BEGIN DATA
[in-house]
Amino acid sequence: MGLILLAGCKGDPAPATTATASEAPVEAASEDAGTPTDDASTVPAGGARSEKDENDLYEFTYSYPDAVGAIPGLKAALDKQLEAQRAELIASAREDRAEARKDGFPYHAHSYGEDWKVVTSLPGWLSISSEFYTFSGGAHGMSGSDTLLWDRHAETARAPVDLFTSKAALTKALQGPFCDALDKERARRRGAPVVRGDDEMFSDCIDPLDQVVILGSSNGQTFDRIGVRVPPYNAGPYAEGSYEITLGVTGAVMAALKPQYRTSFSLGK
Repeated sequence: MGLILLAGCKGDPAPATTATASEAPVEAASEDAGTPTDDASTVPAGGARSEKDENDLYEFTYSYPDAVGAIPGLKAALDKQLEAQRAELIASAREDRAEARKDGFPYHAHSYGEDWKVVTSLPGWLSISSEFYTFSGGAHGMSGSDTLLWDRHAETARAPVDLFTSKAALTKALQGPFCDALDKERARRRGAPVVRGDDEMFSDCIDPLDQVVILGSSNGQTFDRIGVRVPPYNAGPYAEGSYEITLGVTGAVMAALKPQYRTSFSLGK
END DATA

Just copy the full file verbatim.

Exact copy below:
[in-house]
Amino acid sequence: MGLILLAGCKGDPAPATTATASEAPVEAASEDAGTPTDDASTVPAGGARSEKDENDLYEFTYSYPDAVGAIPGLKAALDKQLEAQRAELIASAREDRAEARKDGFPYHAHSYGEDWKVVTSLPGWLSISSEFYTFSGGAHGMSGSDTLLWDRHAETARAPVDLFTSKAALTKALQGPFCDALDKERARRRGAPVVRGDDEMFSDCIDPLDQVVILGSSNGQTFDRIGVRVPPYNAGPYAEGSYEITLGVTGAVMAALKPQYRTSFSLGK
Repeated sequence: MGLILLAGCKGDPAPATTATASEAPVEAASEDAGTPTDDASTVPAGGARSEKDENDLYEFTYSYPDAVGAIPGLKAALDKQLEAQRAELIASAREDRAEARKDGFPYHAHSYGEDWKVVTSLPGWLSISSEFYTFSGGAHGMSGSDTLLWDRHAETARAPVDLFTSKAALTKALQGPFCDALDKERARRRGAPVVRGDDEMFSDCIDPLDQVVILGSSNGQTFDRIGVRVPPYNAGPYAEGSYEITLGVTGAVMAALKPQYRTSFSLGK